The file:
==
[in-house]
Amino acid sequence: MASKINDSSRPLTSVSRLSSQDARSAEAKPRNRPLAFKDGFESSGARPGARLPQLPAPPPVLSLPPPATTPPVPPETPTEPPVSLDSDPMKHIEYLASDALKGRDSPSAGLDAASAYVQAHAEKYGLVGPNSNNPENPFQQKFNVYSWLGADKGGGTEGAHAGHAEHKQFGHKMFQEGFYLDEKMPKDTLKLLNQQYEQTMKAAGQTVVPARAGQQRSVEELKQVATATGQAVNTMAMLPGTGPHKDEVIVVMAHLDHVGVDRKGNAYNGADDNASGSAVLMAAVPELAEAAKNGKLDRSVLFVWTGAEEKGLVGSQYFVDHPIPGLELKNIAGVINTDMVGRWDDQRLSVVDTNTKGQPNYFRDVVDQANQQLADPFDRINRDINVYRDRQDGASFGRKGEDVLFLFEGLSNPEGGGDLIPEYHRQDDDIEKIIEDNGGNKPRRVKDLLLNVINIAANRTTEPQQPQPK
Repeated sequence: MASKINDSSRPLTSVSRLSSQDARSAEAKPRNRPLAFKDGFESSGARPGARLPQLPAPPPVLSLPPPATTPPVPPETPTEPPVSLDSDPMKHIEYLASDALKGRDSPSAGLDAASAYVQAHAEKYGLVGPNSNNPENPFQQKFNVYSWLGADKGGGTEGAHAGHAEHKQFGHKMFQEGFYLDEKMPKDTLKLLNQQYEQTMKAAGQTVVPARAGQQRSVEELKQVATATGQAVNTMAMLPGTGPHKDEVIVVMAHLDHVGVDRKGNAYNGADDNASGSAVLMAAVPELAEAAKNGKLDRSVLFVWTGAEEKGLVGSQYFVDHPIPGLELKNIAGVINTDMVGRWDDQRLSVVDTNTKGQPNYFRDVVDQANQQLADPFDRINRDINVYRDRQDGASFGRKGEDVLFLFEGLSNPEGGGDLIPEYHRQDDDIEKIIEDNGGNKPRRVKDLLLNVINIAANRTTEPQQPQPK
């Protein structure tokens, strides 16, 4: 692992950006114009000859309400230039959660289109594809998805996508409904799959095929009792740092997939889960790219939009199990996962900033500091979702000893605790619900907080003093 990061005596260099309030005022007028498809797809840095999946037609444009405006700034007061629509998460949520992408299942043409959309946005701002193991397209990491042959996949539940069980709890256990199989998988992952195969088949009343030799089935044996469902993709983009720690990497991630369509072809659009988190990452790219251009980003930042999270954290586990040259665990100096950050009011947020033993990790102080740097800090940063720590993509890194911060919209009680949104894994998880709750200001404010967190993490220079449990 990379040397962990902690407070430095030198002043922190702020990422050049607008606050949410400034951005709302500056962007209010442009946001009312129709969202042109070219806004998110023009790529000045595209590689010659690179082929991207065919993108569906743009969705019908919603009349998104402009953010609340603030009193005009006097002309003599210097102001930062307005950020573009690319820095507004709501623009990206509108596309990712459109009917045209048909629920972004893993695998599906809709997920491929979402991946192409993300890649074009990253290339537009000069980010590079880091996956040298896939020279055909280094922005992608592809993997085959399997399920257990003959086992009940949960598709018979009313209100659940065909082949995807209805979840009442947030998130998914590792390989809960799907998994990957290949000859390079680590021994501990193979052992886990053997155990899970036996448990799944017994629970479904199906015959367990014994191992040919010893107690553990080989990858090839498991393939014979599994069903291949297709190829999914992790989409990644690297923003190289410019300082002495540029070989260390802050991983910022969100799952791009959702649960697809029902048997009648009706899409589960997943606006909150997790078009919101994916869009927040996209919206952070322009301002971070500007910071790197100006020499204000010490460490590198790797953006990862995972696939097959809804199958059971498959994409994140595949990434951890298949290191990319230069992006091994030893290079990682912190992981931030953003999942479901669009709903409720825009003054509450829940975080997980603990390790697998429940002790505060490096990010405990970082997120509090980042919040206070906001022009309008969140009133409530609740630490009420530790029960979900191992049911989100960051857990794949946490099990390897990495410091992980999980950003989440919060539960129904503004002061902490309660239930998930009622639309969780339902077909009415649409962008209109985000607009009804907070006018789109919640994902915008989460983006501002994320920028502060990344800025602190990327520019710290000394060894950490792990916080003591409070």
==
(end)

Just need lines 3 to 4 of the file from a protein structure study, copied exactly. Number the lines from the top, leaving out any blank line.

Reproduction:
Repeated sequence: MASKINDSSRPLTSVSRLSSQDARSAEAKPRNRPLAFKDGFESSGARPGARLPQLPAPPPVLSLPPPATTPPVPPETPTEPPVSLDSDPMKHIEYLASDALKGRDSPSAGLDAASAYVQAHAEKYGLVGPNSNNPENPFQQKFNVYSWLGADKGGGTEGAHAGHAEHKQFGHKMFQEGFYLDEKMPKDTLKLLNQQYEQTMKAAGQTVVPARAGQQRSVEELKQVATATGQAVNTMAMLPGTGPHKDEVIVVMAHLDHVGVDRKGNAYNGADDNASGSAVLMAAVPELAEAAKNGKLDRSVLFVWTGAEEKGLVGSQYFVDHPIPGLELKNIAGVINTDMVGRWDDQRLSVVDTNTKGQPNYFRDVVDQANQQLADPFDRINRDINVYRDRQDGASFGRKGEDVLFLFEGLSNPEGGGDLIPEYHRQDDDIEKIIEDNGGNKPRRVKDLLLNVINIAANRTTEPQQPQPK
């Protein structure tokens, strides 16, 4: 692992950006114009000859309400230039959660289109594809998805996508409904799959095929009792740092997939889960790219939009199990996962900033500091979702000893605790619900907080003093 990061005596260099309030005022007028498809797809840095999946037609444009405006700034007061629509998460949520992408299942043409959309946005701002193991397209990491042959996949539940069980709890256990199989998988992952195969088949009343030799089935044996469902993709983009720690990497991630369509072809659009988190990452790219251009980003930042999270954290586990040259665990100096950050009011947020033993990790102080740097800090940063720590993509890194911060919209009680949104894994998880709750200001404010967190993490220079449990 990379040397962990902690407070430095030198002043922190702020990422050049607008606050949410400034951005709302500056962007209010442009946001009312129709969202042109070219806004998110023009790529000045595209590689010659690179082929991207065919993108569906743009969705019908919603009349998104402009953010609340603030009193005009006097002309003599210097102001930062307005950020573009690319820095507004709501623009990206509108596309990712459109009917045209048909629920972004893993695998599906809709997920491929979402991946192409993300890649074009990253290339537009000069980010590079880091996956040298896939020279055909280094922005992608592809993997085959399997399920257990003959086992009940949960598709018979009313209100659940065909082949995807209805979840009442947030998130998914590792390989809960799907998994990957290949000859390079680590021994501990193979052992886990053997155990899970036996448990799944017994629970479904199906015959367990014994191992040919010893107690553990080989990858090839498991393939014979599994069903291949297709190829999914992790989409990644690297923003190289410019300082002495540029070989260390802050991983910022969100799952791009959702649960697809029902048997009648009706899409589960997943606006909150997790078009919101994916869009927040996209919206952070322009301002971070500007910071790197100006020499204000010490460490590198790797953006990862995972696939097959809804199958059971498959994409994140595949990434951890298949290191990319230069992006091994030893290079990682912190992981931030953003999942479901669009709903409720825009003054509450829940975080997980603990390790697998429940002790505060490096990010405990970082997120509090980042919040206070906001022009309008969140009133409530609740630490009420530790029960979900191992049911989100960051857990794949946490099990390897990495410091992980999980950003989440919060539960129904503004002061902490309660239930998930009622639309969780339902077909009415649409962008209109985000607009009804907070006018789109919640994902915008989460983006501002994320920028502060990344800025602190990327520019710290000394060894950490792990916080003591409070």